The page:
How Carrie Lam has become an empress
The chief executive and her allies have effectively taken full control of the legislative process, thanks in part to the incompetence of the opposition.
Carrie Lam Cheng Yuet-ngor says her administration’s relationship with the legislature has improved and that the people’s business is being done more efficiently.
The chief executive is being a tad disingenuous.
Or perhaps she is being modest instead of boasting about having neutered the opposition.
Certainly, the number of bills passed in the Legislative Council more than doubled from the previous Legco session.
Twenty-six bills passed in the 2017-18 session from last October to July, compared with just 12 in the prior legislative year.
Lam also received the first motion of thanks for her policy address in nine years for a chief executive.
She now faces perhaps the most demoralised opposition since the 1997 return of sovereignty to China.
And that’s all thanks to the disqualified localist lawmakers and previous radical legislators for giving the government the perfect excuse as well as public support, or at least tolerance, to launch a crackdown against them and their rioting comrades.
By being ejected from Legco, the six localists made it possible for the government’s legislative allies to rewrite the chamber’s rules and procedures, thereby undermining filibustering and other delaying tactics favoured by the opposition.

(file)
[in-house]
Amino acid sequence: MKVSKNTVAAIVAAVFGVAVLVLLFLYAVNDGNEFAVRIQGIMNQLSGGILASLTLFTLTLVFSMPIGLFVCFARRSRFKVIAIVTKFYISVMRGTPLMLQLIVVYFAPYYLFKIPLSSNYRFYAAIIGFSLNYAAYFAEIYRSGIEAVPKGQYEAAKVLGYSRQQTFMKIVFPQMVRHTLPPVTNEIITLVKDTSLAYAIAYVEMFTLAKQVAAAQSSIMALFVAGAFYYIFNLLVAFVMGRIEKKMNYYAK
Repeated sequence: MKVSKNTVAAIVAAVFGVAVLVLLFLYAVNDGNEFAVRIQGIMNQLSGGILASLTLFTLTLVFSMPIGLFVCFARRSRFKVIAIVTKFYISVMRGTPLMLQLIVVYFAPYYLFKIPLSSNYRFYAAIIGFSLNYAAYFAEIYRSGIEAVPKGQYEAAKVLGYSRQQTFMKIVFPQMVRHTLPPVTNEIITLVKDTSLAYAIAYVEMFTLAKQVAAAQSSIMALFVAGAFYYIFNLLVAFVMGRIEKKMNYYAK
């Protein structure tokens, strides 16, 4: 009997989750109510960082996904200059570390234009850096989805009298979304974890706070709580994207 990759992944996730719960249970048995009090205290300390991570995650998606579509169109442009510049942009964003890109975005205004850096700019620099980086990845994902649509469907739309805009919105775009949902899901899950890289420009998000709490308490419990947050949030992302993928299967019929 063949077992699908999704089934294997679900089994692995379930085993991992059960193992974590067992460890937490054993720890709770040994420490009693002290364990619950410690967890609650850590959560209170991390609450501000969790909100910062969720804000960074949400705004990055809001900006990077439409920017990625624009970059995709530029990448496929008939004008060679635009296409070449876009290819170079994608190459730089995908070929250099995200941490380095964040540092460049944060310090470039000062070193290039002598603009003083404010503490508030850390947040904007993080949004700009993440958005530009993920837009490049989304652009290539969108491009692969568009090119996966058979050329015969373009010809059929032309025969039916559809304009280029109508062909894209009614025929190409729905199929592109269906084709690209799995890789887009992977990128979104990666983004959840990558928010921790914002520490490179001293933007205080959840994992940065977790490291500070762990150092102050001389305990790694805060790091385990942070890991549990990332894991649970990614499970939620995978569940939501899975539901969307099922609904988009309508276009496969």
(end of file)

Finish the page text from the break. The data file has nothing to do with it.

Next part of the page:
It also helps enormously that the current Legco president, Andrew Leung Kwan-yuen, is the least independent since 1997.
For Lam, the greatest benefit so far has been the passage of the controversial joint checkpoint arrangement at the West Kowloon terminus for the cross-border express rail link.
Many pundits, including yours truly, had predicted a fierce battle with the opposition over allowing mainland law to apply at the terminus, perhaps even a repeat of the massive rally in 2003 against Article 23 of the Basic Law, which requires Hong Kong to pass national security legislation.
Its passage turned out to be relatively smooth sailing, with Leung having capped the length of the debate in the Legco chamber, rejecting most amendments by opposition legislators and kicking a few of them out of crucial meetings.
Though Leung took the fall for Lam by being rounded on by the opposition, he easily survived a vote of no confidence.
Before the Legco coup by the government and the pro-establishment bloc, lawmakers had enjoyed implicit immunity from arrest, at least inside the Legco building.
Now, it’s perfectly acceptable to call in police to investigate lawmakers’ behaviour.
Last week, during a Legco visit, an entourage of security guards stopped a few opposition lawmakers such as James To Kun-sun from entering the chamber until Lam had gone inside and settled down.
Chief executive? More like Empress Lam.